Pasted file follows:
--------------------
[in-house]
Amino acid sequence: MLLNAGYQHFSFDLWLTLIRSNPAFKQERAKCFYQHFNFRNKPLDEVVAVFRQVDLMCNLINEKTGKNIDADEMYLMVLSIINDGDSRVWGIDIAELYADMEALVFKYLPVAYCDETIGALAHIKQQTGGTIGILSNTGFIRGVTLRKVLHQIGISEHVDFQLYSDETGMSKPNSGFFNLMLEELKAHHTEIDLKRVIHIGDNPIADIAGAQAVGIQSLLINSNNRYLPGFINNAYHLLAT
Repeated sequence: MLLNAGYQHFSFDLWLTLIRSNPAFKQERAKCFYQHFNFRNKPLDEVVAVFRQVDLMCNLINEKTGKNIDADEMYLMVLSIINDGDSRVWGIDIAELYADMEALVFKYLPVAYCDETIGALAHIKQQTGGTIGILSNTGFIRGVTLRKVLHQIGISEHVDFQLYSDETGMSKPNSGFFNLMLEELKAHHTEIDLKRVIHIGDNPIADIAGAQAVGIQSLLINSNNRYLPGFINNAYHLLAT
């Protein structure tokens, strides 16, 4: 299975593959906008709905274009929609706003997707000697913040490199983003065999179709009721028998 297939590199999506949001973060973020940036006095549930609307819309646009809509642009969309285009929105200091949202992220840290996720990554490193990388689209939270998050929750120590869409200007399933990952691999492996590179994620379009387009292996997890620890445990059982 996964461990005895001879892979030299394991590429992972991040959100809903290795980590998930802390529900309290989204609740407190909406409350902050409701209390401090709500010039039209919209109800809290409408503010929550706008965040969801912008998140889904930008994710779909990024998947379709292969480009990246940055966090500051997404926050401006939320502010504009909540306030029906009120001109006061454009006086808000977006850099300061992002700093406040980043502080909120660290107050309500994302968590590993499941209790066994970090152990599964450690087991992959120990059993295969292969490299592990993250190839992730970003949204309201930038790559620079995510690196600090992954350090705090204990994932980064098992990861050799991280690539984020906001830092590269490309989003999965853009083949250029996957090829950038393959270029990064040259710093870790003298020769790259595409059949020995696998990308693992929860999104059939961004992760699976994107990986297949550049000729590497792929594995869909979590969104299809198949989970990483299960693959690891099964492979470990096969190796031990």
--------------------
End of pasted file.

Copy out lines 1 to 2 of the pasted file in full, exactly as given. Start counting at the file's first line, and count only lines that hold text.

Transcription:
[in-house]
Amino acid sequence: MLLNAGYQHFSFDLWLTLIRSNPAFKQERAKCFYQHFNFRNKPLDEVVAVFRQVDLMCNLINEKTGKNIDADEMYLMVLSIINDGDSRVWGIDIAELYADMEALVFKYLPVAYCDETIGALAHIKQQTGGTIGILSNTGFIRGVTLRKVLHQIGISEHVDFQLYSDETGMSKPNSGFFNLMLEELKAHHTEIDLKRVIHIGDNPIADIAGAQAVGIQSLLINSNNRYLPGFINNAYHLLAT